As a result, facility executives trying to make the case for evidence-based design often need to calculate both the initial construction cost and the cost to operate the facility over several years. Savings from lower rates of nosocomial infections, fewer medication errors or more efficient staff processes can allow an organization to recoup the higher investment.
One notable study on the trade-off between the higher initial cost and lower ongoing costs associated with evidence-based design is known as “The Fable Hospital” study. “The Business Case for Better Buildings,” as the study is formally known, was published in Frontiers of Health Care Management.
The research team analyzed studies on evidence-based design currently under way to determine likely construction cost increases when a hospital uses evidence-based design. They compared that with the estimated change in ongoing operating expenses. The name of the fictitious, 300-bed health care facility is Fable Hospital.
The researchers found that constructing a hospital using evidence-based design concepts added approximately $12 million to construction costs. For instance, all patient rooms are private, have larger bathrooms with double doors and feature sinks placed near the doorway to encourage caregivers to wash their hands.
Within a year, anticipated operational savings more than compensated for the extra investment. For example, patient falls can cost about $10,000 each. Nationally, the median rate of falls is 3.5 per 1,000 patient days. The study estimated that this number would drop by 80 percent as a result of locating beds closer to the bathroom, using a monitoring system that alerts nurses when a patient is out of bed, and putting double doors on bathrooms. The result at Fable was an estimated savings of $2.5 million annually. And that total doesn’t include any reduction in litigation costs due to the reduced number of falls.
Another challenge with evidence-based design is the need to compromise when two goals collide. For instance, the nursing staff at Saint Alphonsus wanted hard-surface flooring in work areas because spills are common. Carpet would require more frequent cleaning, which would interrupt the nurses as they did their jobs.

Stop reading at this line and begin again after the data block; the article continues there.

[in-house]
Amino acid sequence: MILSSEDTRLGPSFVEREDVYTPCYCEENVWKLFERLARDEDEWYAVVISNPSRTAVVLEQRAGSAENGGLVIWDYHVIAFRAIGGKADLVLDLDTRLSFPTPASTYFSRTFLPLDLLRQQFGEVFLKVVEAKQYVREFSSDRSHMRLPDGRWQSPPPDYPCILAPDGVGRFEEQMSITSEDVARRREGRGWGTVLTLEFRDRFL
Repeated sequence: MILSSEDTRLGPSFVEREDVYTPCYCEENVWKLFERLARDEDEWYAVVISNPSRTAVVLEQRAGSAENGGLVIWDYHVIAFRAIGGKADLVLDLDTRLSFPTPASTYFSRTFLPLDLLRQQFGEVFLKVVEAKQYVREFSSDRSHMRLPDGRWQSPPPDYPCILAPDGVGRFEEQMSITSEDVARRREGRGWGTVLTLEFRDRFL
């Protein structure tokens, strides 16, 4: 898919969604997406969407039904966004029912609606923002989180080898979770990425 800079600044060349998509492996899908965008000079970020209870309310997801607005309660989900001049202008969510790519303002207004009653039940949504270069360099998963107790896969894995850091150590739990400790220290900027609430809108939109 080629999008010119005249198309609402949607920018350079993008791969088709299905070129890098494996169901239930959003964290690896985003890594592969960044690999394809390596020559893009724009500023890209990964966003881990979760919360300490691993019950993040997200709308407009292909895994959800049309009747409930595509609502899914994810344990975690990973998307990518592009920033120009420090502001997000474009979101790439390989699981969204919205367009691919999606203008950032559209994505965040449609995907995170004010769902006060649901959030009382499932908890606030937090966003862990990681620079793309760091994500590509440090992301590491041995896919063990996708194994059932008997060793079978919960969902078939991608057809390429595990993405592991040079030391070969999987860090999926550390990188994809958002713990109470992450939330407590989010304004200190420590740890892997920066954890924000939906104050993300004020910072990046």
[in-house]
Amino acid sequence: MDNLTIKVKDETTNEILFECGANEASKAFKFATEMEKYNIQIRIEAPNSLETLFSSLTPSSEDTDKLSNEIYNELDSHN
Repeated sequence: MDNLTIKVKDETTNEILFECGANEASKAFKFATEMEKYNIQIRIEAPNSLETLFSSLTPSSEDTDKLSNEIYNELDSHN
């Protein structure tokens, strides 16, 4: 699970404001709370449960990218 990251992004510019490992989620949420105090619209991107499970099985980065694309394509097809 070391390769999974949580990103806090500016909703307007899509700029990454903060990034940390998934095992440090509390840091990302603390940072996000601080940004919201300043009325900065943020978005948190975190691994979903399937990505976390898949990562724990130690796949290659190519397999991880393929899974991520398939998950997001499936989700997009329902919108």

“You can’t compromise efficiency by having someone come in and clean the floors,” Gibson says. “But from an aesthetic and noise point of view, we would prefer carpet.”
To reach the dual goals of efficiency and noise reduction, Gibson and her staff are pairing hard-surface flooring with ceiling tile that’s very high in sound absorbency.
It’s important to note that not all evidence-based design principles boost costs. For instance, ceiling tiles that absorb sounds and reduce noise levels can cost about the same as materials that are less sound-absorbent. However, sound-absorbent tiles can create a quieter environment and dramatically boost patient satisfaction.
Finally, another challenge, albeit one which will dissipate over time, is the fact that much of the hard, rigorous research on evidence-based design is just now being done. As a result, it can be difficult to find existing studies that stand up to questioning.
“In a lot of what’s been described as evidence-based design, the evidence is not as strong as one would like; it’s more anecdotal,” says Tom Heller, vice president of facility services with Oakland, Calif.-based Kaiser Permanente.
For instance, there’s little rigorous research showing that the color of patient rooms or the presence of music can influence healing, says John Kouletsis, director of planning and design with Kaiser. “You can say that seems to make sense, but there’s little hard science.”
On the other hand, data is accumulating in other areas, such as the impact of different materials, like low-VOC paints, on patients, says Heller. “Our approach is to continually scan what’s being said and done, and weed through to find what’s real.”
Clearly, evidence-based design is gaining ground, and more rigorous studies will soon be completed. As the body of data grows, advocates for evidence-based design contend that facility and real estate professionals will be compelled to evaluate and apply it. “Now that we know there is research, there’s an obligation to use it in the same way that we expect an aircraft engineer to use the best research,” says Hamilton. “It’s a moral issue and a patient safety issue.”
Karen Kroll, a contributing editor to Building Operating Management, is a freelance writer who has written extensively about real estate and facility issues.